Minnesota, the land of 10,000 lakes and generally progressive politics, has passed a bill outlawing the use of triclosan, the germ killing agent used in antibacterial soaps, according to a May 21, 2014 news article published by Newsmax.
Minnesota governor Mark Dayton signed the bill to ban triclosan, making Minnesota the first U.S. state to take such decisive action. The ban eliminates triclosan from most all consumer hygiene products.
Triclosan is a chemical known to fight germs, but there are potential risks. Tests on animals show that triclosan disrupts the production of hormones that the body needs for normal development and reproduction. Further, some studies suggest that triclosan helps the body develop resistant bacteria. These reasons helped convince Minnesota governor Mark Dayton that a ban was in the best interests of the citizenry and would help safeguard the public health.
Minnesota is the only state so far to enact a ban, but supporters say Minnesota’s ban is an important first step.
"While this is an effort to ban triclosan from one of the 50 states, I think it will have a greater impact than that," said Minnesota State Senator John Marty, one of the bill’s supporters. Marty went on to say that the ban in Minnesota could result in similar actions in other states and, in due time, could lead to the eventual phasing out of tricolsan by manufacturers. One major manufacturer, Proctor & Gamble, has already decided to eliminate triclosan. The Cincinnati- based consumer products giant says it will phase it out completely by the end of 2015.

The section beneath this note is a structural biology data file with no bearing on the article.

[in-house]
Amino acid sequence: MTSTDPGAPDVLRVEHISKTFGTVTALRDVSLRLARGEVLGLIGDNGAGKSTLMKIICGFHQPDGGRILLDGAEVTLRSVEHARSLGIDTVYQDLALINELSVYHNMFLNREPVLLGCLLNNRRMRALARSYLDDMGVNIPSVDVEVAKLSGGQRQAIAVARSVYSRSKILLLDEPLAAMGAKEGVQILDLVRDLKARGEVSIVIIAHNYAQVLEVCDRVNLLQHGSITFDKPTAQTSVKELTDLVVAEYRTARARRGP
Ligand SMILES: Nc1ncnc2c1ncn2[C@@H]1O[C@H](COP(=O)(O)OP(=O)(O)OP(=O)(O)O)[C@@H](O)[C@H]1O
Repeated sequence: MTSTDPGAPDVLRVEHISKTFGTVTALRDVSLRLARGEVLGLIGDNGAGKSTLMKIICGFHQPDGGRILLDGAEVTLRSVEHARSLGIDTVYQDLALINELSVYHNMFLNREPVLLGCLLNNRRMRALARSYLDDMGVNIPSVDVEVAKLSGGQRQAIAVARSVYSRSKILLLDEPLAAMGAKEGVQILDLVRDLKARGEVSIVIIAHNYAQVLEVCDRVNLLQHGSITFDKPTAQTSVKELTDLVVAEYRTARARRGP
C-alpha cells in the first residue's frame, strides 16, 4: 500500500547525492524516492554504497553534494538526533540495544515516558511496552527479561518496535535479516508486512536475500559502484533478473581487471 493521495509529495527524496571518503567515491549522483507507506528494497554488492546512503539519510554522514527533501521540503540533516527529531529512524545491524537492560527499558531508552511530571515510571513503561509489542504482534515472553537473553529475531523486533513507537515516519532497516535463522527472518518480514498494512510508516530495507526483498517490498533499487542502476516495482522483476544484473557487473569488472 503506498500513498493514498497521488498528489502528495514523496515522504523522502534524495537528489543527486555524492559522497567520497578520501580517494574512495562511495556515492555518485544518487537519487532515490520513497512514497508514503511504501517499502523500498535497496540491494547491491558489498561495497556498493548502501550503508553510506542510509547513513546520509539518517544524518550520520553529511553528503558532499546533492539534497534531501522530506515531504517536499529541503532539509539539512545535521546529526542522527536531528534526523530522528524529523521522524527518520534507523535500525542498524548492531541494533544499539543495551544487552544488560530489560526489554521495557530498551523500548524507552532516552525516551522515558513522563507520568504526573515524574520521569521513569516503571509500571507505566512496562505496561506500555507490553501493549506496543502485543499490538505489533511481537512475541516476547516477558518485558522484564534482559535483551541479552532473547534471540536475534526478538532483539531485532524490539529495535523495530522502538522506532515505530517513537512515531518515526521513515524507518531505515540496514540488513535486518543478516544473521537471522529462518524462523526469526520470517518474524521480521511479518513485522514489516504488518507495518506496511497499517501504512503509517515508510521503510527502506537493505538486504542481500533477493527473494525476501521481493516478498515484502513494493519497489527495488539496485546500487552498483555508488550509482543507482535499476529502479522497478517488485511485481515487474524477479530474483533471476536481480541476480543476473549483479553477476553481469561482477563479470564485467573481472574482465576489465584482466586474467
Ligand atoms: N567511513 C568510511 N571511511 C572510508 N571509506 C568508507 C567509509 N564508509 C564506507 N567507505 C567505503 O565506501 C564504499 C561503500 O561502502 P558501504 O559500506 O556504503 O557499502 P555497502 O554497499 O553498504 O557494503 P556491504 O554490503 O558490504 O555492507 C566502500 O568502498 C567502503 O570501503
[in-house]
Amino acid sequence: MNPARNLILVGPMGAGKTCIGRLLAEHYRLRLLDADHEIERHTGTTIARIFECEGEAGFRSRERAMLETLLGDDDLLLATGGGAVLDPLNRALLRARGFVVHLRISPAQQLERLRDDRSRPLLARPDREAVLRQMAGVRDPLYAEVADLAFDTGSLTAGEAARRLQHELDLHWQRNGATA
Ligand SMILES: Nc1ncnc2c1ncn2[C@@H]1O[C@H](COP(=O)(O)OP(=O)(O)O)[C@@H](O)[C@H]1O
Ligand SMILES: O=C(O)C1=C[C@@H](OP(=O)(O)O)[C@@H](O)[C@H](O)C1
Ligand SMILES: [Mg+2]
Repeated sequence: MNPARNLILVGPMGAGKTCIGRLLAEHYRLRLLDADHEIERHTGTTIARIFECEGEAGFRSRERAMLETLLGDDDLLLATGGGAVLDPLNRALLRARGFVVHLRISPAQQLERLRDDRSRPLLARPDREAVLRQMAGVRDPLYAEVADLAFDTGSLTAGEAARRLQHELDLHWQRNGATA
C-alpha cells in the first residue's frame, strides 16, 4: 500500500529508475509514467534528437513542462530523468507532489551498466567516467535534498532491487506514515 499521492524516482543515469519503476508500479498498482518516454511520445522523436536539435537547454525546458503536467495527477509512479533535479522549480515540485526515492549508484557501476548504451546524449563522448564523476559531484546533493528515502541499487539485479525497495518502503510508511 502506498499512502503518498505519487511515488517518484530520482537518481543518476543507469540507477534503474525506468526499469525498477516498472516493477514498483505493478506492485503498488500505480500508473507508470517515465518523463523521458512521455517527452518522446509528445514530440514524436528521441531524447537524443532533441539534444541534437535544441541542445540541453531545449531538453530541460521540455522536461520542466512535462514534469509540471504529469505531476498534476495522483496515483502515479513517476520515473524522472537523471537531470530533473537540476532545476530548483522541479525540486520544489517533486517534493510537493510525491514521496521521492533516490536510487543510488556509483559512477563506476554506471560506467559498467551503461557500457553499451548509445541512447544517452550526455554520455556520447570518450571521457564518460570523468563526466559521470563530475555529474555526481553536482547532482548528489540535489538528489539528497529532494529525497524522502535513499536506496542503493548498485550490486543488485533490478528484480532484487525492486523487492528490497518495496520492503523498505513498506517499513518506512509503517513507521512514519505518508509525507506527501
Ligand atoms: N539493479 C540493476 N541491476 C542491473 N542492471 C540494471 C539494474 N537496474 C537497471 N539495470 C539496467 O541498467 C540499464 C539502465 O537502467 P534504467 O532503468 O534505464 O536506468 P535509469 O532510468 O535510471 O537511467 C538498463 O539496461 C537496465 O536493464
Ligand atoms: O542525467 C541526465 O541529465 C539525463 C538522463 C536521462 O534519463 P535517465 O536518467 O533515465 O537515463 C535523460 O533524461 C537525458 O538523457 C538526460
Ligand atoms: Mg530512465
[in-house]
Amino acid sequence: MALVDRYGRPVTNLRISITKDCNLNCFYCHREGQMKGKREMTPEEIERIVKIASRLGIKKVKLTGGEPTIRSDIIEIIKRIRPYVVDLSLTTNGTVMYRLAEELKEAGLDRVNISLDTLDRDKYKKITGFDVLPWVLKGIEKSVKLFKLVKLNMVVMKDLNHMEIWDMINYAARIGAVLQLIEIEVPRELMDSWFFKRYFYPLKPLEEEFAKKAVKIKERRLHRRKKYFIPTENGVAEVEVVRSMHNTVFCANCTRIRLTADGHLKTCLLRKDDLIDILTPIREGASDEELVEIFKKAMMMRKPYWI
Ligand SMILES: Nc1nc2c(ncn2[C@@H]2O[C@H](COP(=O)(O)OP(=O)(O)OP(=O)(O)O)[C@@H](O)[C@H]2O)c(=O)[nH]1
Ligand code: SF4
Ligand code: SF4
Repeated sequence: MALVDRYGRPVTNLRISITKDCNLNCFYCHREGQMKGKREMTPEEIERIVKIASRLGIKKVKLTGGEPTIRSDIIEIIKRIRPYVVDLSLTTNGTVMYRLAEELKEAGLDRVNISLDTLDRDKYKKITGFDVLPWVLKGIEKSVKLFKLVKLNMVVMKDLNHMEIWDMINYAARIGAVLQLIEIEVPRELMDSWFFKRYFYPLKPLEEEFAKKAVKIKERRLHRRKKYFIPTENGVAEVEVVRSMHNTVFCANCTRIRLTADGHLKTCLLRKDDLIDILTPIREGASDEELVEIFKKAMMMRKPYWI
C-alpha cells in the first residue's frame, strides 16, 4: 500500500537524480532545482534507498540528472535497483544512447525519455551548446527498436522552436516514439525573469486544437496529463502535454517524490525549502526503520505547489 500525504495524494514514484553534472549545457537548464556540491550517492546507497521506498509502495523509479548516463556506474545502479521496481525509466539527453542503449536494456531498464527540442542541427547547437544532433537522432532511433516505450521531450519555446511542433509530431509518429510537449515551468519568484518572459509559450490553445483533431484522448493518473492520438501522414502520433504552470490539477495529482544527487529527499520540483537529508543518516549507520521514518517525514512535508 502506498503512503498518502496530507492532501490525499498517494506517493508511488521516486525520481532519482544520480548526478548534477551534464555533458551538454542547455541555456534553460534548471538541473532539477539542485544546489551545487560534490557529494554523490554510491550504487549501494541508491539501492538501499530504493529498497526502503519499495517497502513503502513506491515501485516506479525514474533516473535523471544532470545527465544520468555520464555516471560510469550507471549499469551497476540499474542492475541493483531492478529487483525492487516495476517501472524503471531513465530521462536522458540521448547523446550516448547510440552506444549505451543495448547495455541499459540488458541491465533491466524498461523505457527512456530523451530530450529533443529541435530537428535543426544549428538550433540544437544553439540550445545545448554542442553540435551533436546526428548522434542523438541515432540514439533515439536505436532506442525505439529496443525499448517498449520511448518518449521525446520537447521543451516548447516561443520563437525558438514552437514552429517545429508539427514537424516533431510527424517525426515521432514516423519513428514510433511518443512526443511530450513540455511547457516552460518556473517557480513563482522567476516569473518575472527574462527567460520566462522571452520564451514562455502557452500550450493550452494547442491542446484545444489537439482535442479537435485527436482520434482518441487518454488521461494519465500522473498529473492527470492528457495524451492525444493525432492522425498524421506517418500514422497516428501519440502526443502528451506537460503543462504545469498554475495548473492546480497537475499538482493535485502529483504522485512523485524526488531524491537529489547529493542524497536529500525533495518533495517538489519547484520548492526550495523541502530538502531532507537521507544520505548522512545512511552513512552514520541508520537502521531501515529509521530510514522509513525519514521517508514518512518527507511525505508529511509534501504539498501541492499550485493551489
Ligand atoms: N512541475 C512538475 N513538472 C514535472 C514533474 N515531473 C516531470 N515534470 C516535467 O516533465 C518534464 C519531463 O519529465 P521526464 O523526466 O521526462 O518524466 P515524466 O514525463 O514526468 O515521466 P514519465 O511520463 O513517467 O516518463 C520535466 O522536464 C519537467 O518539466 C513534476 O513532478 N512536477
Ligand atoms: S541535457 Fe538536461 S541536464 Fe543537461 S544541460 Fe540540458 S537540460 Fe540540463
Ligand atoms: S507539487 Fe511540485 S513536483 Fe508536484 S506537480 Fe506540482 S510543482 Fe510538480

Many parents have expressed concern over triclosan due to its potentially negative effects. Yes, it can help kill germs but the negative possibilities outweigh the benefits in the minds of many. Even if the tests have been conducted only on animals and even if there is no conclusive evidence that triclosan has the same effects on humans, it is still a risk many parents would rather not take.
Official data from the Food and Drug Administration shows that triclosan is used in about 75 percent of all antibacterial liquid soaps and personal hygiene products sold in the United States. The FDA has vowed to revisit the subject of triclosan and reconsider its safety at some point in the near future.